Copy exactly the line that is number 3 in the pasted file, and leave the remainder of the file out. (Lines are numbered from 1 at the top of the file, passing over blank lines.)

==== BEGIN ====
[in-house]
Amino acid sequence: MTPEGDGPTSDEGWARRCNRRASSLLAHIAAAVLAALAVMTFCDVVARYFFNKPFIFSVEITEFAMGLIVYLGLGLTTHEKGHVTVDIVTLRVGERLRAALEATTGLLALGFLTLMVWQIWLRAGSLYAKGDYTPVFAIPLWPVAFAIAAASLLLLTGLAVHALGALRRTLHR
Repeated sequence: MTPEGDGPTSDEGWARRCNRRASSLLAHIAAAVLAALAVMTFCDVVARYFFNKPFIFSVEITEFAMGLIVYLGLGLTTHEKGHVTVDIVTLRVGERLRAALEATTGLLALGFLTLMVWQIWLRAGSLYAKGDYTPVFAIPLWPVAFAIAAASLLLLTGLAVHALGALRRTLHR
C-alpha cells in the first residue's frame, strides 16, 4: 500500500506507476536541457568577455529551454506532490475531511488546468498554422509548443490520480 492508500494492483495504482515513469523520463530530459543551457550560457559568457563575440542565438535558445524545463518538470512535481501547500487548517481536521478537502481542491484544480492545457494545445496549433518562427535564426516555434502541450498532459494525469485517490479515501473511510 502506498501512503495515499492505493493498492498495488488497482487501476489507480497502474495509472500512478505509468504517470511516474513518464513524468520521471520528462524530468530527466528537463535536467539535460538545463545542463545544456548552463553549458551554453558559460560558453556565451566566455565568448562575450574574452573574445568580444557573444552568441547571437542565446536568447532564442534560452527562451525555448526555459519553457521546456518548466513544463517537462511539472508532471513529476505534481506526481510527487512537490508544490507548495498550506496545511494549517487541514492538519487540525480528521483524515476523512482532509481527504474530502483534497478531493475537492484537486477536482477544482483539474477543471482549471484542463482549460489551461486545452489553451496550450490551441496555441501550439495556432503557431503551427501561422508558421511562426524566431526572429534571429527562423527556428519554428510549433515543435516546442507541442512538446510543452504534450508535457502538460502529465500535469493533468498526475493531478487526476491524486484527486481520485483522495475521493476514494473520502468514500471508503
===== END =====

Repeated sequence: MTPEGDGPTSDEGWARRCNRRASSLLAHIAAAVLAALAVMTFCDVVARYFFNKPFIFSVEITEFAMGLIVYLGLGLTTHEKGHVTVDIVTLRVGERLRAALEATTGLLALGFLTLMVWQIWLRAGSLYAKGDYTPVFAIPLWPVAFAIAAASLLLLTGLAVHALGALRRTLHR